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My parents were very frugal. We'd go out to eat and of course I wasn't allowed to order dessert or a Coke. At the end Dad would scrutinize the check. I seriously thought we were poor. I was afraid to join the track team when I was 15 because I didn't want to ask them for $30 for shoes. Years later I learned they're multi millionaires. I guess in a perverted way, the "reward" for some of the money stress in childhood is that I'm in line for a nice inheritance one day. (And yes, I know many people never go out to dinner. Just trust me...Dad made me feel we were steps from poverty when reality was nothing close to that.)


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Old 02-25-2016, 03:03 PM   #16
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I had rather the opposite upbringing than you, RenoJay. We ate out on a regular basis, I generally had the school supplies I needed. We lived in decent homes. Christmas was everything I wanted. Then one time in high school for some reason I was determined to find a pairi of jeans that wasn't repaired or in need of repair, something that wasn't old. I was complaining and then it happened. My Mom, in trying to calm me and explain, ended up basically apologizing. And it hit me like a ton of bricks -- we are poor!

For some reason I had just never seen it before, but in that moment it became crystal clear. I stopped complaining, I wore what I could. And as soon as I could I began working jobs to pay for anything I needed or wanted. I worked evenings in school and as much as possible in summer.

I was ADHD and undiagnosed, and I couldn't keep a job to save my life, but I never had a problem wanting or finding one. Most of my financial influences were the negative kind, what *not* to do. But those can be good lessons, if you learn from them...
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Old 02-25-2016, 03:19 PM   #17
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When I was 11, I decided that I would be completely fulfilled if I had a go-cart. My parents told me I could have one, if I paid for it. The one I wanted was $300 in the Sears catalog. My $2 weekly allowance didn't seem like it would get me in a go-cart anytime soon, so I sought employment. Got a summer job working in the tobacco fields of a local farmer - big money - $40 per week, cash on Friday. Saved every penny for 8 weeks in a savings account at the bank. After accumulating $320 and realizing how much work went into getting it, I couldn't part with it for the go-cart. Decided I'd wait and keep saving for a car. That began my understanding of saving and delayed gratification. Also taught me that it's a lot easier to spend someone else's money. Still haven't bought that go-cart.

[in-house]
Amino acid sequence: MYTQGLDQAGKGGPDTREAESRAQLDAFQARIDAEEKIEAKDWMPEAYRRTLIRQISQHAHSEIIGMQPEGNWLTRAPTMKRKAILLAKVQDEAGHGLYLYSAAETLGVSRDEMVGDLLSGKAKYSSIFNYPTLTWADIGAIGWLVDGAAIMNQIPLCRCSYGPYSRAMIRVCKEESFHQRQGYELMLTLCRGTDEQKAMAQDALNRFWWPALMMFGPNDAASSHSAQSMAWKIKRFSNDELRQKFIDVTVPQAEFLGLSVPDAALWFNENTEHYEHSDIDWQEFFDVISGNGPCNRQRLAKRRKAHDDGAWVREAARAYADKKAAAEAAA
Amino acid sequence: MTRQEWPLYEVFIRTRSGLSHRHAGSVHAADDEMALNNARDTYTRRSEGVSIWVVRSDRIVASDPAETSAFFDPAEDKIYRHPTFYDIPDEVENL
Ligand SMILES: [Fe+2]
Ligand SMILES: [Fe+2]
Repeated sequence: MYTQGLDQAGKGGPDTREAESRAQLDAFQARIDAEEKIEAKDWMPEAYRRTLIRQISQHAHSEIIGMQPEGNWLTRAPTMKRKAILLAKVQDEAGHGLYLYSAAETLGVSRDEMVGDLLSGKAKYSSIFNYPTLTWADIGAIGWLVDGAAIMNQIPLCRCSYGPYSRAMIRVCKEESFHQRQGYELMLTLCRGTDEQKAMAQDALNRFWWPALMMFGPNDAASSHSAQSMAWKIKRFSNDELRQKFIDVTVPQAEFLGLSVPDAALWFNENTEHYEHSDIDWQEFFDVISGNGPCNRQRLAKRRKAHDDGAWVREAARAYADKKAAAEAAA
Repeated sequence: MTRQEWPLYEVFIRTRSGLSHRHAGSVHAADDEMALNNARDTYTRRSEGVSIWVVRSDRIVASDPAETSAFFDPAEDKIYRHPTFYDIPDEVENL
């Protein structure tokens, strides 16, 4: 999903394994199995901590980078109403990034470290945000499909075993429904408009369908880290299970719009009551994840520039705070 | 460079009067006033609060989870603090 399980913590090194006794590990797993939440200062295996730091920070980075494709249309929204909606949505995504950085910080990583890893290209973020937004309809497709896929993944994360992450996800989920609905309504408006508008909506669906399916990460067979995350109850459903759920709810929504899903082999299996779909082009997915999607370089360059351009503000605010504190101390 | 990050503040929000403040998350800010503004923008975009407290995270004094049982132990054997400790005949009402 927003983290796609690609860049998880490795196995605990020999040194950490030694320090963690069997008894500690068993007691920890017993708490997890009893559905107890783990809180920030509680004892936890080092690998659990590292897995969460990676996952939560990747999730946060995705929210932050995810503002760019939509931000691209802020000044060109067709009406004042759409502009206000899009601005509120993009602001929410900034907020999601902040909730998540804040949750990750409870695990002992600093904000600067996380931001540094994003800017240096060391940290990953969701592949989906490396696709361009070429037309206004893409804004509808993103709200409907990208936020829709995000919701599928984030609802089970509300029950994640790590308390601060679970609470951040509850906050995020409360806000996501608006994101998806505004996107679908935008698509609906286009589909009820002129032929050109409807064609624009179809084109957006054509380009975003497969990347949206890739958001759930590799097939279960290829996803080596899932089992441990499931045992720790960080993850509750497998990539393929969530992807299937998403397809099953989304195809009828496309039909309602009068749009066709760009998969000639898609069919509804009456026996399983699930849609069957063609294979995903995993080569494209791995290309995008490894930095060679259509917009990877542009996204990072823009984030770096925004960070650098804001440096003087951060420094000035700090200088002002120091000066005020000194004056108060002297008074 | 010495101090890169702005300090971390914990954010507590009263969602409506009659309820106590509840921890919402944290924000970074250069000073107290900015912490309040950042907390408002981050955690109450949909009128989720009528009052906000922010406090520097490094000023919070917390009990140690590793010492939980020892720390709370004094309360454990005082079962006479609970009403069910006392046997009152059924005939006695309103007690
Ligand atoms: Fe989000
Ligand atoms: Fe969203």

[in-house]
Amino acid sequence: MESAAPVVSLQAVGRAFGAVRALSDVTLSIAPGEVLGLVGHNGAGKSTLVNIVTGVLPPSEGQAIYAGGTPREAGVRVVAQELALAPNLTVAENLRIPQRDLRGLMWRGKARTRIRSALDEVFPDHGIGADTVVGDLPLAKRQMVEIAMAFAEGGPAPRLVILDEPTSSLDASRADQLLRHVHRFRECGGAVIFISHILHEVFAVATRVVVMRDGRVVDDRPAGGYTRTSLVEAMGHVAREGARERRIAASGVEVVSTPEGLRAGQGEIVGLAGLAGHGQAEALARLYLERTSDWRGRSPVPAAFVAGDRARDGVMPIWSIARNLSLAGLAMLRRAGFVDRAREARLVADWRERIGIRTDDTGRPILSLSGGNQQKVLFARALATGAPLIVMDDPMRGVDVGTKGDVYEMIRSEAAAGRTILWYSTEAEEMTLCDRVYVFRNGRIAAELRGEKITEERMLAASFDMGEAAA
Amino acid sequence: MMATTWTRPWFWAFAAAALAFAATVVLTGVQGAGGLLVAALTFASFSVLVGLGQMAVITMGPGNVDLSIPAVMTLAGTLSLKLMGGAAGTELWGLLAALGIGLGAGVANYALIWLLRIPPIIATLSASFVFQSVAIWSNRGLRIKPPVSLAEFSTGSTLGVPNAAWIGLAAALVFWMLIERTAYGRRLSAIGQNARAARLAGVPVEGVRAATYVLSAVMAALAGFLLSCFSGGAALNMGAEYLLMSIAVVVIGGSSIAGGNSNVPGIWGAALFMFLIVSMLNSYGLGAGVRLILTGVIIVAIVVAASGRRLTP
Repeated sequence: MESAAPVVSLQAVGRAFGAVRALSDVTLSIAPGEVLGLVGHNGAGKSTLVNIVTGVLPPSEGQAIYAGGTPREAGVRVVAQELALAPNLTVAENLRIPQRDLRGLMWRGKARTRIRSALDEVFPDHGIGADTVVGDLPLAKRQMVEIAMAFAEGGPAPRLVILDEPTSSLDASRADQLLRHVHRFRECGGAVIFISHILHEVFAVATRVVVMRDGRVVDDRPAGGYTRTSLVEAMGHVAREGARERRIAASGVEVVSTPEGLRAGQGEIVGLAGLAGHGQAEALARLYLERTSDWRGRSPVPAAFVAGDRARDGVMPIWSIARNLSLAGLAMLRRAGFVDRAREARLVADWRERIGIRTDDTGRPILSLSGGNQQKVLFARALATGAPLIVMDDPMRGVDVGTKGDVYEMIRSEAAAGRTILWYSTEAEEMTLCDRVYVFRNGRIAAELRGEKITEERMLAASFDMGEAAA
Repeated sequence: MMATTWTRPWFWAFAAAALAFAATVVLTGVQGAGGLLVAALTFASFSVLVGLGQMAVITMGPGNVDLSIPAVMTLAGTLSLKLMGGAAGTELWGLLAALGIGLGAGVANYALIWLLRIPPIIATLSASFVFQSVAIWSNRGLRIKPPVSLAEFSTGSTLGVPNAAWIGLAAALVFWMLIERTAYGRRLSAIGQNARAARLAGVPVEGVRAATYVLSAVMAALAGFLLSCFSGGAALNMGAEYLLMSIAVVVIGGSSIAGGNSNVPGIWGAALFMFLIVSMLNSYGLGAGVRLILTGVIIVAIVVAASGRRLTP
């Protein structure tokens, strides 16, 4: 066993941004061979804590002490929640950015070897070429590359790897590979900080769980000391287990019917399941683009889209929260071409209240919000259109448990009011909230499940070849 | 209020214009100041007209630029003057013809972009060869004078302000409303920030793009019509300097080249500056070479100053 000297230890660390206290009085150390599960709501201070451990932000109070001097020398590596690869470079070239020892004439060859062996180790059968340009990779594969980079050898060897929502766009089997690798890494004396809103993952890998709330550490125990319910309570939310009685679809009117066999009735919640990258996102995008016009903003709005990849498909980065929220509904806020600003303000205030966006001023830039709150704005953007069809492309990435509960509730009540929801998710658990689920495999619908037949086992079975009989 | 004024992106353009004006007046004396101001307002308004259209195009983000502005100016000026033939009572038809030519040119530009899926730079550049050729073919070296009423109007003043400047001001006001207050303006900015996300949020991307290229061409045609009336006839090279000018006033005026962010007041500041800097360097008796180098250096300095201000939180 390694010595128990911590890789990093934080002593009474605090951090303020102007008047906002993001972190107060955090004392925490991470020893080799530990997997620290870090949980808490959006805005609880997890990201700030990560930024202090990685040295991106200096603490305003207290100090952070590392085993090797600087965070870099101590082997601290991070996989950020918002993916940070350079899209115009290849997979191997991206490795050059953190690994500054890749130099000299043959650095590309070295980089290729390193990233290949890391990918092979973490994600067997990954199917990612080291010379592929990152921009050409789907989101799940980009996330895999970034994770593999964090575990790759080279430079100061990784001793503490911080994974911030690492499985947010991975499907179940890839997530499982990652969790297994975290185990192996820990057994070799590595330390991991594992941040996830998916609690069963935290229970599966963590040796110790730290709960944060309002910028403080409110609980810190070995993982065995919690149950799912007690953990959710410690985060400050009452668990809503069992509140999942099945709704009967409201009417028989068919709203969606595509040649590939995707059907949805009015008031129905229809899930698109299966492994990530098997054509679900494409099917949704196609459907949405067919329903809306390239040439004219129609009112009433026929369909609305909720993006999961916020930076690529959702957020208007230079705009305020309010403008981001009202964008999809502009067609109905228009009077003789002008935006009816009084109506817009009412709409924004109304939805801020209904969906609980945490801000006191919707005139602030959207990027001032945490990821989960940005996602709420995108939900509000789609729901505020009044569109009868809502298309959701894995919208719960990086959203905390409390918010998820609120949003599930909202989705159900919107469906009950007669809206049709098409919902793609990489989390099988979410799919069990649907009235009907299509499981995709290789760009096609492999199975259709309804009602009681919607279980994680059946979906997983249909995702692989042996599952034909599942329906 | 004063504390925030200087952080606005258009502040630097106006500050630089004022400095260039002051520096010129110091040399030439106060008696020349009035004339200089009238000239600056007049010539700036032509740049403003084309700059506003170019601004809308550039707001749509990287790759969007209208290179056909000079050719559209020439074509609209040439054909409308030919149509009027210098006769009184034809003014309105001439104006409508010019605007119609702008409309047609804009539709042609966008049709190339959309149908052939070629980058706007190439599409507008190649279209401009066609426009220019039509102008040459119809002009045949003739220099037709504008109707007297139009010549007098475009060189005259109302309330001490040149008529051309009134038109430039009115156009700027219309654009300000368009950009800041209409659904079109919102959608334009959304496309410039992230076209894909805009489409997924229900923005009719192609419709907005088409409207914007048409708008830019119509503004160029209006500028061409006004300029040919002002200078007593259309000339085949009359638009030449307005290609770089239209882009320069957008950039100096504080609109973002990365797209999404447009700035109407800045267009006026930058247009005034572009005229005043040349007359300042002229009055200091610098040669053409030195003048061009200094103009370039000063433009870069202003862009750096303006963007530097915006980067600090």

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Old 02-25-2016, 03:21 PM   #18
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I hear the call of The Four Yorshiremen, no doubt they will soon make an appearance.
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Old 02-25-2016, 03:21 PM   #19
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Originally Posted by Big_Hitter View Post
my earliest influence?

mowing yards in the summer for money in Houston when I was in college


I swore to myself I'd never do that again
+1 except I started in Junior High school (or maybe earlier) - Houston summers were really hot, even before global warming. I started by helping some of the bigger kids cut grass and was paid $1 per yard to assist. Later I went independent and started mowing yards by myself and keeping the entire amount. Which varied between ~$5 and up to $10 for a really big yard. (That was a lot of money in the 60's) I learned then that I could make more money working for myself. (however, I do remember disliking having to pay ~25 cent a gallon for the lawn mower gas.)

About the same time, I would also collect empty soda and beer bottles that had be throw out on the side of the roads in the area. Some folks called it litter, I saw it as cash.
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Old 02-25-2016, 03:25 PM   #20
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I hear the call of The Four Yorshiremen, no doubt they will soon make an appearance.
I was so poor I could only afford two Yorkshiremen.